The blade of conventional form is made of watered steel. The forte of the blade is inlaid in the tahneshan technique with four gold cartouches on the obverse side. The cartouches contain Arabic inscriptions "O Allah", "O the Wishmaster", "The servant of the king of the country Abbas" and "The work of Assadollah" (a shortened version of the popular Iranian maker’s mark "The work of Assadollah Isfahani"). The hilt and scabbard mounts are enameled in polychrome with flowers, foliage and birds. In addition, there are round cartouches with various silver animal and floral motifs, as well as borders of repetitive small silver quatrefoils, all against a dark blue enameled ground. The pommel and quillon ends are formed as ram heads enameled in dark blue and orange. The wooden scabbard is covered with flower-patterned purple brocade fabric, which is badly worn and faded.
COMMENT. Shamshir is the most common type of Iranian sabre, which has a strongly but smoothly curved, single-edged blade. In addition, the blade is narrow but rather thick and is perfectly smooth, although there are rare exceptions. The shamshir was probably fully formed and has achieved recognition in Iran by the end of the 16th century, when the country was already united under the rule of the Safavid dynasty (1501-1722). It turned out to be an effective slashing weapon, whereas the use of the point for stabbing was difficult owing to the excessive curvature of the blade and required special skills. The blade itself was most often made of watered steel but was rarely decorated. However, many shamshirs exhibit impressive craftsmanship in both blade quality and overall decoration. Even the simplest examples have an elegant appearance. During the 17th and 18th centuries, the shamshir has become widespread in the Islamic world. Iranian watered-steel blades were highly valued not only in the East, but also in the West. In other countries, both imported Iranian-made blades and locally produced Iranian-type blades were generally mounted in accordance with traditional national styles. Local versions differ from the classical Iranian shamshir not only in decoration but often in the hilt design.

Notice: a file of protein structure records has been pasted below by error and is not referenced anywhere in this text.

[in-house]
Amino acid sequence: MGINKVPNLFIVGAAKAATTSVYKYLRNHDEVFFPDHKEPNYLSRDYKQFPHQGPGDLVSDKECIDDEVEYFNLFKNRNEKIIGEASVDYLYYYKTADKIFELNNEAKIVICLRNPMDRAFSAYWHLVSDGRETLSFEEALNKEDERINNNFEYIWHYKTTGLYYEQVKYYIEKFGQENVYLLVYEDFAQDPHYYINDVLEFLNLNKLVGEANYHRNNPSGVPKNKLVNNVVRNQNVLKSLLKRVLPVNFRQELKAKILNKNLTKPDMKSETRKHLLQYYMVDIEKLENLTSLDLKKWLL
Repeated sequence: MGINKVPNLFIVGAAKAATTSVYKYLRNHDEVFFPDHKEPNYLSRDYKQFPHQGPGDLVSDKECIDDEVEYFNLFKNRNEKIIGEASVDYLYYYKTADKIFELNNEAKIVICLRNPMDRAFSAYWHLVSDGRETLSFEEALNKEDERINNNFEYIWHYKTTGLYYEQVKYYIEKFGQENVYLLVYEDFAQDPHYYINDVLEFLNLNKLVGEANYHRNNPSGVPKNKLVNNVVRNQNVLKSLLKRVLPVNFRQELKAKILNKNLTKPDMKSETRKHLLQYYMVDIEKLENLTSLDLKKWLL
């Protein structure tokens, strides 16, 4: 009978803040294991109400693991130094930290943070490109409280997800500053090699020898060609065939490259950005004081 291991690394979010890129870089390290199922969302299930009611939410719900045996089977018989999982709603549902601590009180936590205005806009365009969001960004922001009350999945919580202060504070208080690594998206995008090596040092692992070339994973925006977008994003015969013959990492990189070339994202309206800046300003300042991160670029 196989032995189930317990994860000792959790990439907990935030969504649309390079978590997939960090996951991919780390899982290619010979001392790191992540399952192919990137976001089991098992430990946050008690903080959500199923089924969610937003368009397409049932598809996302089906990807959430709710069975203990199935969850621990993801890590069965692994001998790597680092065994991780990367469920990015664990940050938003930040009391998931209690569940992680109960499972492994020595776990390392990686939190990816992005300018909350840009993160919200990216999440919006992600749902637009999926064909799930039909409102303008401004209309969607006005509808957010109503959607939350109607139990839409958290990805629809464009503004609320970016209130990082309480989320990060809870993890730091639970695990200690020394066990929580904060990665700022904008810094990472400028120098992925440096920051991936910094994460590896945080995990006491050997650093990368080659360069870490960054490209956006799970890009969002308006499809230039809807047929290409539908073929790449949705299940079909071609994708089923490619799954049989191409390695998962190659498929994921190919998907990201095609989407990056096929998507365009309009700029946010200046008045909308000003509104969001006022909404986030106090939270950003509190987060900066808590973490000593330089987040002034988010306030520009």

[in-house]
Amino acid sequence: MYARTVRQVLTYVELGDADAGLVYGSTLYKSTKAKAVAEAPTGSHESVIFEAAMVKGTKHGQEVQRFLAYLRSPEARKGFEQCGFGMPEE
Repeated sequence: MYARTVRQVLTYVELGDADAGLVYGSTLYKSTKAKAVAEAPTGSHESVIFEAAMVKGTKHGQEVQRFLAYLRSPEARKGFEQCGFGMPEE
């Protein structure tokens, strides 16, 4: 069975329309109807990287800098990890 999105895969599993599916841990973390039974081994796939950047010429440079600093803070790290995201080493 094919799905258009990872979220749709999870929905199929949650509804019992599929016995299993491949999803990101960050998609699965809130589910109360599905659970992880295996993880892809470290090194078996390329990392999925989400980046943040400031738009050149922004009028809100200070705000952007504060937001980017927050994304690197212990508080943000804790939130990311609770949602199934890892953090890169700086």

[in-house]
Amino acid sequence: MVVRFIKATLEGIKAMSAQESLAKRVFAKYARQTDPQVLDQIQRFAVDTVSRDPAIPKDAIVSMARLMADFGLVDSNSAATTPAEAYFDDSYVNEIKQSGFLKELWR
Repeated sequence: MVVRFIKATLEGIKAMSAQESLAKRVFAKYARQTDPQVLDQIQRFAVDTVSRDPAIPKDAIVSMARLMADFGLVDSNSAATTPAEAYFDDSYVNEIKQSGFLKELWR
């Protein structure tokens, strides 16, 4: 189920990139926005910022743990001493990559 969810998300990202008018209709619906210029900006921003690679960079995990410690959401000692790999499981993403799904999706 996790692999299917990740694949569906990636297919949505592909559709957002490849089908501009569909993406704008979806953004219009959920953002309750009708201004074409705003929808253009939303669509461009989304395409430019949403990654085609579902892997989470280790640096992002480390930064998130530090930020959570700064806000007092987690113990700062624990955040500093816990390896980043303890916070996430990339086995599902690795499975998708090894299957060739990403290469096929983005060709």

The polychrome decor of the hilt and scabbard of the presented sabre demonstrates the special style of the Indian art of enameling (minakari), which is traditionally associated with the city of Lucknow, the capital of the present-day state of Uttar Pradesh in North India. Its feature is that the dark blue, light blue and green transparent enamels together with yellow, orange and brown opaque dabs form a very variegated but harmonious floral design often incorporating animal motifs as well. Indian sabres with similar zoomorphic hilts can be seen in some notable museums and private collections including the National Museum in New Delhi (inv. no. 71.249, see Лал К., Дас А.К., Пант Г.Н. Классическое индийское декоративное и ювелирное искусство: Фестиваль Индии в СССР. – Ленинград, 1987. – С. 113, №111), the Victoria and Albert Museum in London (inv. no. 300-1876, see The Indian Heritage: Court Life and Arts under Mughal Rule / Edited by R. Skelton: [Exhibition Catalogue]. – London, 1982. – P. 134, no. 433), the Wallace Collection in London (inv. nos. OA1398 and OA1399), and the Royal Armouries Museum in Leeds (inv. no. XXVIS.202),
LITERATURE: Сиваченко Е. Сталь и Золото: Восточное оружие из собрания Feldman Family Museum = Steel and Gold: Eastern Weapons from the Feldman Family Museum Collection. – Киев, 2019. – С. 326-327, №121.